Why Smoking is “Bad to the Bone!”

Why Smoking is “Bad to the Bone!”

Why Smoking is “Bad to the Bone!”

You probably know smoking has been proven to cause life-threatening health issues such as lung cancer, heart disease, COPD, asthma and low-birth weight in babies. But did you know, smoking can have a serious impact on your bones? It’s true! Increasing evidence has emerged over the years that shows tobacco exposure, both directly and passively through second-hand smoke, has been shown to have a detrimental effect on the musculoskeletal system.

So what does smoking do to the bones? According to the American Academy of Orthopaedic Surgeons, researchers have detected increased bone loss and lower bone mineral density in smokers compared to non-smokers and former smokers, and an increased risk of osteoporosis-related fractures including hip, leg, arm and spine fractures.

People who smoke face an increased risk for other musculoskeletal problems including increased chronic pain in the neck and lower back; increased rotator cuff tears and shoulder dysfunction with lower healing rates and poorer outcomes following rotator cuff repair. Smokers also have a higher risk of suffering from inflammatory, auto-immune diseases such as rheumatoid arthritis and lupus.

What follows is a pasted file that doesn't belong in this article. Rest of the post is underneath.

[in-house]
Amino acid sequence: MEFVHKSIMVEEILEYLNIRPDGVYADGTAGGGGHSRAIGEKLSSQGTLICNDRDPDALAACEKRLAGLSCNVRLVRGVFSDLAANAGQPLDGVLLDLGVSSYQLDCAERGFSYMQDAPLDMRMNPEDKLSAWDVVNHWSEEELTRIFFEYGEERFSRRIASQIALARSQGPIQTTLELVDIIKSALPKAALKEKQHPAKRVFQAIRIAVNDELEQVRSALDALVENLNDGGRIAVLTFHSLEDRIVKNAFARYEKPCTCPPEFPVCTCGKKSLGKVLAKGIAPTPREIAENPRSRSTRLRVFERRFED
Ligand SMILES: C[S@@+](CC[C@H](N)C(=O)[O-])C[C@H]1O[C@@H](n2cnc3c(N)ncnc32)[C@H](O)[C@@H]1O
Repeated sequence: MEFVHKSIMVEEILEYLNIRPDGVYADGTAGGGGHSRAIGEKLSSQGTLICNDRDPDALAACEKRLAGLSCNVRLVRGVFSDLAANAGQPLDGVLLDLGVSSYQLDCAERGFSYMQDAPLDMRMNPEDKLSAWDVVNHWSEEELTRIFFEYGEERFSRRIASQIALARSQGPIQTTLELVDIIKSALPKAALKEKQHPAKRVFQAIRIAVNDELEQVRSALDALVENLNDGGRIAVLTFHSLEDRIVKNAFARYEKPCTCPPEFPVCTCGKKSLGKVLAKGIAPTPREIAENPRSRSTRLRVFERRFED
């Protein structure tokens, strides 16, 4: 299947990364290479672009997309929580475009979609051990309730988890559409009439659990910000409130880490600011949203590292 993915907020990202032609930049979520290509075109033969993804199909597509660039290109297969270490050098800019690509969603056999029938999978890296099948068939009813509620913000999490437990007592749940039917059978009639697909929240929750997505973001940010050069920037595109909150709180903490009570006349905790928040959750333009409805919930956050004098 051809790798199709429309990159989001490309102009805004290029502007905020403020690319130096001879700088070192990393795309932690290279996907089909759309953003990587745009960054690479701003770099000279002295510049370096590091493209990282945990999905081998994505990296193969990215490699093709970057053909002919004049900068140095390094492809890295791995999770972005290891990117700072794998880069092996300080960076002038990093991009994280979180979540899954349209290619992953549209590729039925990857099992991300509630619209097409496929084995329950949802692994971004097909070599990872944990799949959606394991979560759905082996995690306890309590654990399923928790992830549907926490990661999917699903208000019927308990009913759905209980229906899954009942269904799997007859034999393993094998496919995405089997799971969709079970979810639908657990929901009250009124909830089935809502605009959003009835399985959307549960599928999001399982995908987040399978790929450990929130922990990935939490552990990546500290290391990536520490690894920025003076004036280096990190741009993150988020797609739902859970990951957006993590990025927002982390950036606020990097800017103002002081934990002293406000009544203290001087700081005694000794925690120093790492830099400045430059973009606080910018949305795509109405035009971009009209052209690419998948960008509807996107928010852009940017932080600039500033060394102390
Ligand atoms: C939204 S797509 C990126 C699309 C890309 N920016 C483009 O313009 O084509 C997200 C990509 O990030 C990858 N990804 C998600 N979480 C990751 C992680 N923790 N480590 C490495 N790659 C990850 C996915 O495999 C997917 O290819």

But wait there’s more! Research has also found smoking can seriously impact bone healing after surgery and we concur! At Connecticut Orthopaedic Medicine, we urge patients to quit smoking before surgery because we believe patients who use tobacco have a harder time healing after total hip and knee replacement. In fact, the risk of wound healing problems and infections after surgery is more than double in smokers; with some tobacco users taking twice as long or longer to heal their fractures. In extreme cases, the broken bone may not have enough blood flow to heal at all! That’s what called a non-union and it can be very painful.

So what is a smoker to do? Start by quitting. According to the National Institutes of Health,  smoking cessation, even later in life, may help limit smoking-related bone loss. Click on the links for advice on how to “break the smoking habit” and read on for some extra tips to keep your bones as healthy as can be!

BeTobaccoFree.gov - http://betobaccofree.hhs.gov

Smokefree.gov - www.smokefree.gov

Quitting smoking aside, there are other steps you can take to increase your chances of having strong, healthy bones. Make sure to eat a well-balanced diet rich in calcium and Vitamin D and avoid excessive consumption of alcohol. Exercise to build bone strength and talk to your doctor about a bone-mineral-density test. This test is easy and painless and can detect osteoporosis before fractures occur;  as well as predict one’s chances of fracturing a bone or bones in the future. There is no cure for osteoporosis but there are medications available to prevent and treat the disease in post-menopausal women and men. Ask your physician for details or contact Connecticut Orthopaedic Medicine for more information. Here’s to the health of your bones!